RACIAL and religious integration is an ongoing challenge, said Prime Minister Lee Hsien Loong yesterday, as he stressed that the harmony which Singapore enjoys today is not natural, but an act of will that has been sustained through the decades.
No matter the progress made over the last 50 years, it would be unwise to assume Singaporeans no longer need to be careful when discussing race and religion issues, he said.
"That's being complacent, that's dangerous," said Mr Lee. "Because race and religion remain sensitive and difficult issues... in some ways even more complicated and difficult today."
This is seen in how, from time to time, there has still been the need to deal with "prickly issues (and) incidents with a racial tinge".
He cited examples, such as the offence taken when somebody makes a racial post on social media, religious rites for funerals or births especially when there is a mixed marriage, or when family members convert from one religion to another, which may result in disputes in a family.
Mr Lee was speaking to community and religious leaders at a conference organised by OnePeople.sg, which is themed 50 Years Of Harmony: Reflections And Aspirations.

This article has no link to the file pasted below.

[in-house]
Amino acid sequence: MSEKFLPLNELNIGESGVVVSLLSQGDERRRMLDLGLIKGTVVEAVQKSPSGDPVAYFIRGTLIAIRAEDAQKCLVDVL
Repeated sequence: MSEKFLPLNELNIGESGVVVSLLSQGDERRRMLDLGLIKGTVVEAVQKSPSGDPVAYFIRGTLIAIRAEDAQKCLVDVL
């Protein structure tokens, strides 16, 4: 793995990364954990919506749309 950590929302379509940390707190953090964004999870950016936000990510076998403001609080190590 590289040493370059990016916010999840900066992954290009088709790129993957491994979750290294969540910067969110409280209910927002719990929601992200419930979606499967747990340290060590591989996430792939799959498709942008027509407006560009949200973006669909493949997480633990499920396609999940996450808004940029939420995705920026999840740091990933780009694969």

OnePeople.sg is a national body focused on promoting racial and religious harmony.
Singapore also remains susceptible to spillover effects from the external environment, including Islamist terrorism - in particular, the Islamic State in Iraq and Syria.
"We must be on our guard," he said. "We must be very careful so that if (a terrorist attack) happens, we don't let it pull our fabric apart," he said.
This, he added, is why it is a must to nurture racial harmony and strengthen inter-religious ties as much as possible now.
Citing a study two years ago, Mr Lee noted that while most Singaporeans subscribe to racial and religious harmony, less than half had at least one close friend of another race. He said: "In principle, we've made a lot of progress. In practice, we need to do more."
As Singapore celebrates its Golden Jubilee, Mr Lee said, Singaporeans must continually remind themselves about the importance of racial and religious harmony.
"For the younger ones who are lucky to have never seen racial strife before, we have to constantly remind them about how precious this harmony is, how unusual and rare it is," he said.
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